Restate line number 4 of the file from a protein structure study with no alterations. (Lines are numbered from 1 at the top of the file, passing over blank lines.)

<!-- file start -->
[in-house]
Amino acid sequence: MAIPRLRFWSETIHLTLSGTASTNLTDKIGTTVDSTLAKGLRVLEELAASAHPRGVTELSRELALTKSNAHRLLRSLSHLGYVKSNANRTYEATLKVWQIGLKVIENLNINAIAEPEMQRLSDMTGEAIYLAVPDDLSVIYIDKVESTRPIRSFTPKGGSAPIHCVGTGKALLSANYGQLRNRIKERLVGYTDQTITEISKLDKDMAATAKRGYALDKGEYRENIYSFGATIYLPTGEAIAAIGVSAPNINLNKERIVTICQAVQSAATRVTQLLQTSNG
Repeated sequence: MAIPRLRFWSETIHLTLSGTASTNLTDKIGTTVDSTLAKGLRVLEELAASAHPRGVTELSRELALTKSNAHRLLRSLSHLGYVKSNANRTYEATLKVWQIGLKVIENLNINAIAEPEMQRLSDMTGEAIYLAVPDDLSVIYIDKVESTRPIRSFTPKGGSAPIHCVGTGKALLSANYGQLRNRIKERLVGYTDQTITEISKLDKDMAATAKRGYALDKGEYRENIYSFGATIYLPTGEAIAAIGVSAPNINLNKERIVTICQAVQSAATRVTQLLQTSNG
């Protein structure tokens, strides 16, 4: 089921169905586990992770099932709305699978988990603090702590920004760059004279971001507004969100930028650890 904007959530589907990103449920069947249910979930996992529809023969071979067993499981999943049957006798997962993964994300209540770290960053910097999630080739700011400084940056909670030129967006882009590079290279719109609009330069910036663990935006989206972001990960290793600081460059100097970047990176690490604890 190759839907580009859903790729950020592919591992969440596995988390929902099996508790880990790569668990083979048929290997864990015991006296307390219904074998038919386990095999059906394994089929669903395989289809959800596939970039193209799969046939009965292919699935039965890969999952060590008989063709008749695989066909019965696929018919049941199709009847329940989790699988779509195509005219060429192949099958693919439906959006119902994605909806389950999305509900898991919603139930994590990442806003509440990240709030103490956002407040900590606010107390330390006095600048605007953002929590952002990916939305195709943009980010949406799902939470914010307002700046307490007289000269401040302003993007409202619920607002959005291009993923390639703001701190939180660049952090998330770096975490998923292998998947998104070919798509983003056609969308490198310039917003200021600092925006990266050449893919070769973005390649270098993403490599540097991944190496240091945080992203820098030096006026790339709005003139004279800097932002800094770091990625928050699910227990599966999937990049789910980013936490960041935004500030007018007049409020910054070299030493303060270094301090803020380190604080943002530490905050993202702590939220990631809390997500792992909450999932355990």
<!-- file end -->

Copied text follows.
């Protein structure tokens, strides 16, 4: 089921169905586990992770099932709305699978988990603090702590920004760059004279971001507004969100930028650890 904007959530589907990103449920069947249910979930996992529809023969071979067993499981999943049957006798997962993964994300209540770290960053910097999630080739700011400084940056909670030129967006882009590079290279719109609009330069910036663990935006989206972001990960290793600081460059100097970047990176690490604890 190759839907580009859903790729950020592919591992969440596995988390929902099996508790880990790569668990083979048929290997864990015991006296307390219904074998038919386990095999059906394994089929669903395989289809959800596939970039193209799969046939009965292919699935039965890969999952060590008989063709008749695989066909019965696929018919049941199709009847329940989790699988779509195509005219060429192949099958693919439906959006119902994605909806389950999305509900898991919603139930994590990442806003509440990240709030103490956002407040900590606010107390330390006095600048605007953002929590952002990916939305195709943009980010949406799902939470914010307002700046307490007289000269401040302003993007409202619920607002959005291009993923390639703001701190939180660049952090998330770096975490998923292998998947998104070919798509983003056609969308490198310039917003200021600092925006990266050449893919070769973005390649270098993403490599540097991944190496240091945080992203820098030096006026790339709005003139004279800097932002800094770091990625928050699910227990599966999937990049789910980013936490960041935004500030007018007049409020910054070299030493303060270094301090803020380190604080943002530490905050993202702590939220990631809390997500792992909450999932355990």